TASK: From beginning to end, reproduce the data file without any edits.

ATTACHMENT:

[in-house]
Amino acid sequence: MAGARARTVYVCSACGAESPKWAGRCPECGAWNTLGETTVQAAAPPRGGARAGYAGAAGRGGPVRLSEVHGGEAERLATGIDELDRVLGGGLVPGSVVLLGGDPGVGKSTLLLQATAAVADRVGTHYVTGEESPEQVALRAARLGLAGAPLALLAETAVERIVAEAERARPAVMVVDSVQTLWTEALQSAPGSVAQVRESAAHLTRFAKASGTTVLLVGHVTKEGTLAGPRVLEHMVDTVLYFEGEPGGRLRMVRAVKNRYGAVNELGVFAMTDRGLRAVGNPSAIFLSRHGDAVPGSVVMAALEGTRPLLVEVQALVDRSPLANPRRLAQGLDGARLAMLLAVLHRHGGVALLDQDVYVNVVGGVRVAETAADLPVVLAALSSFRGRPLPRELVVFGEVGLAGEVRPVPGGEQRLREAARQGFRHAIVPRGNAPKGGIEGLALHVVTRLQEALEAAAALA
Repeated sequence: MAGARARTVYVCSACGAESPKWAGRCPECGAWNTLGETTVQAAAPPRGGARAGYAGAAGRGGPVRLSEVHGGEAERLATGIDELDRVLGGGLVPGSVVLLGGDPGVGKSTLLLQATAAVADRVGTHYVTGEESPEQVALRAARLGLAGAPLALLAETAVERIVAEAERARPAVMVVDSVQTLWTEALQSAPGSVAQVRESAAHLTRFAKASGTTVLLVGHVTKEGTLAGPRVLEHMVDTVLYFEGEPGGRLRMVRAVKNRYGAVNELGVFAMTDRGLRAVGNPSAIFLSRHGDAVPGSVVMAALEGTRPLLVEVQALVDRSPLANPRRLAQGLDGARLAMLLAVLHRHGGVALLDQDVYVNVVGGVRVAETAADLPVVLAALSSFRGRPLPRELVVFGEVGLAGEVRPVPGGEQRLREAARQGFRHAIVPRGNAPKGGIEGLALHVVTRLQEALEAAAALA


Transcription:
[in-house]
Amino acid sequence: MAGARARTVYVCSACGAESPKWAGRCPECGAWNTLGETTVQAAAPPRGGARAGYAGAAGRGGPVRLSEVHGGEAERLATGIDELDRVLGGGLVPGSVVLLGGDPGVGKSTLLLQATAAVADRVGTHYVTGEESPEQVALRAARLGLAGAPLALLAETAVERIVAEAERARPAVMVVDSVQTLWTEALQSAPGSVAQVRESAAHLTRFAKASGTTVLLVGHVTKEGTLAGPRVLEHMVDTVLYFEGEPGGRLRMVRAVKNRYGAVNELGVFAMTDRGLRAVGNPSAIFLSRHGDAVPGSVVMAALEGTRPLLVEVQALVDRSPLANPRRLAQGLDGARLAMLLAVLHRHGGVALLDQDVYVNVVGGVRVAETAADLPVVLAALSSFRGRPLPRELVVFGEVGLAGEVRPVPGGEQRLREAARQGFRHAIVPRGNAPKGGIEGLALHVVTRLQEALEAAAALA
Repeated sequence: MAGARARTVYVCSACGAESPKWAGRCPECGAWNTLGETTVQAAAPPRGGARAGYAGAAGRGGPVRLSEVHGGEAERLATGIDELDRVLGGGLVPGSVVLLGGDPGVGKSTLLLQATAAVADRVGTHYVTGEESPEQVALRAARLGLAGAPLALLAETAVERIVAEAERARPAVMVVDSVQTLWTEALQSAPGSVAQVRESAAHLTRFAKASGTTVLLVGHVTKEGTLAGPRVLEHMVDTVLYFEGEPGGRLRMVRAVKNRYGAVNELGVFAMTDRGLRAVGNPSAIFLSRHGDAVPGSVVMAALEGTRPLLVEVQALVDRSPLANPRRLAQGLDGARLAMLLAVLHRHGGVALLDQDVYVNVVGGVRVAETAADLPVVLAALSSFRGRPLPRELVVFGEVGLAGEVRPVPGGEQRLREAARQGFRHAIVPRGNAPKGGIEGLALHVVTRLQEALEAAAALA